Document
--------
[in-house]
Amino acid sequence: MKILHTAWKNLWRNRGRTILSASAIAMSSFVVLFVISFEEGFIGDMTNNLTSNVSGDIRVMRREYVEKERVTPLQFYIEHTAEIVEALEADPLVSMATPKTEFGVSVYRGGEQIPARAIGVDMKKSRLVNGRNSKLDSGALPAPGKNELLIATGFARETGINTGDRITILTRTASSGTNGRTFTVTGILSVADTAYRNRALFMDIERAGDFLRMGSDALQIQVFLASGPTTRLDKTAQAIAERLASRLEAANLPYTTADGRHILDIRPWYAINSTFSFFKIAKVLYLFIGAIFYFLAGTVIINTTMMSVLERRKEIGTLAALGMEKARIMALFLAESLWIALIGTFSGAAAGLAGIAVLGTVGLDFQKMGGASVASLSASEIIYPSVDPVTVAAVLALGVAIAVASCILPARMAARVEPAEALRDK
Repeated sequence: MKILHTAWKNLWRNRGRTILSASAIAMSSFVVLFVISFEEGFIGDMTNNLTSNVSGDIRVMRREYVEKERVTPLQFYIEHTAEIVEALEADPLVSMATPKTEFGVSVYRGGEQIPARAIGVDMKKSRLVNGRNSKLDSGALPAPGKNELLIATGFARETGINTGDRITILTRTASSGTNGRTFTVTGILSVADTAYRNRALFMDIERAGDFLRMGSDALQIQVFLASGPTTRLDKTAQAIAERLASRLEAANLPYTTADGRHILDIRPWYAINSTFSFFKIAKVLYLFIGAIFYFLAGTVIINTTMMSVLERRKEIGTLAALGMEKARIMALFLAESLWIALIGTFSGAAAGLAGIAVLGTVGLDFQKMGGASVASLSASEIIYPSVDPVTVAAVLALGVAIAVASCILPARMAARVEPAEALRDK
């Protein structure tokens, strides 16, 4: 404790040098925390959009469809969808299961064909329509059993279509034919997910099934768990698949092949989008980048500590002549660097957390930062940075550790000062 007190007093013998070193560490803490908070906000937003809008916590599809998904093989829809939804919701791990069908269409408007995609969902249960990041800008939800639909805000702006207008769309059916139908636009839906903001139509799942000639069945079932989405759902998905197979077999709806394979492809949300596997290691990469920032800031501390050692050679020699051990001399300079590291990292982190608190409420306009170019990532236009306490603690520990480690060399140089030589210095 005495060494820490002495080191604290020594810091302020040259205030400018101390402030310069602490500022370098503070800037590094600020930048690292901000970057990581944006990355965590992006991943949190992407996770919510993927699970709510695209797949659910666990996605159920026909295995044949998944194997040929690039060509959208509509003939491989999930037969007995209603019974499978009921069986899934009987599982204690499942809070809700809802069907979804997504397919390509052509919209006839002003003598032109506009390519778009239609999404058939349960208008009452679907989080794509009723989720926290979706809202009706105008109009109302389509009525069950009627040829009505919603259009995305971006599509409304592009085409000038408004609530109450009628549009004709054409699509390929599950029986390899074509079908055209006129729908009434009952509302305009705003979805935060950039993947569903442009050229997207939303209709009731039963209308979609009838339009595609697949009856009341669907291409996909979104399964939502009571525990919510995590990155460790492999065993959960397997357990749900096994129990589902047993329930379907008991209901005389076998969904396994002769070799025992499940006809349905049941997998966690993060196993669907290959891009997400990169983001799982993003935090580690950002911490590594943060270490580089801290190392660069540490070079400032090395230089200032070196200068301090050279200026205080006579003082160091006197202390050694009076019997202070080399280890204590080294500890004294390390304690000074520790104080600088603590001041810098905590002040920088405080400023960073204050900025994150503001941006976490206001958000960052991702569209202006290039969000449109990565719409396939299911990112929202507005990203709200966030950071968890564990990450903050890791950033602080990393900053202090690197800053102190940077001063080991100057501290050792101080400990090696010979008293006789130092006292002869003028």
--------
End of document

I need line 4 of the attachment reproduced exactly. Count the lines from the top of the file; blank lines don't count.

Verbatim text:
């Protein structure tokens, strides 16, 4: 404790040098925390959009469809969808299961064909329509059993279509034919997910099934768990698949092949989008980048500590002549660097957390930062940075550790000062 007190007093013998070193560490803490908070906000937003809008916590599809998904093989829809939804919701791990069908269409408007995609969902249960990041800008939800639909805000702006207008769309059916139908636009839906903001139509799942000639069945079932989405759902998905197979077999709806394979492809949300596997290691990469920032800031501390050692050679020699051990001399300079590291990292982190608190409420306009170019990532236009306490603690520990480690060399140089030589210095 005495060494820490002495080191604290020594810091302020040259205030400018101390402030310069602490500022370098503070800037590094600020930048690292901000970057990581944006990355965590992006991943949190992407996770919510993927699970709510695209797949659910666990996605159920026909295995044949998944194997040929690039060509959208509509003939491989999930037969007995209603019974499978009921069986899934009987599982204690499942809070809700809802069907979804997504397919390509052509919209006839002003003598032109506009390519778009239609999404058939349960208008009452679907989080794509009723989720926290979706809202009706105008109009109302389509009525069950009627040829009505919603259009995305971006599509409304592009085409000038408004609530109450009628549009004709054409699509390929599950029986390899074509079908055209006129729908009434009952509302305009705003979805935060950039993947569903442009050229997207939303209709009731039963209308979609009838339009595609697949009856009341669907291409996909979104399964939502009571525990919510995590990155460790492999065993959960397997357990749900096994129990589902047993329930379907008991209901005389076998969904396994002769070799025992499940006809349905049941997998966690993060196993669907290959891009997400990169983001799982993003935090580690950002911490590594943060270490580089801290190392660069540490070079400032090395230089200032070196200068301090050279200026205080006579003082160091006197202390050694009076019997202070080399280890204590080294500890004294390390304690000074520790104080600088603590001041810098905590002040920088405080400023960073204050900025994150503001941006976490206001958000960052991702569209202006290039969000449109990565719409396939299911990112929202507005990203709200966030950071968890564990990450903050890791950033602080990393900053202090690197800053102190940077001063080991100057501290050792101080400990090696010979008293006789130092006292002869003028």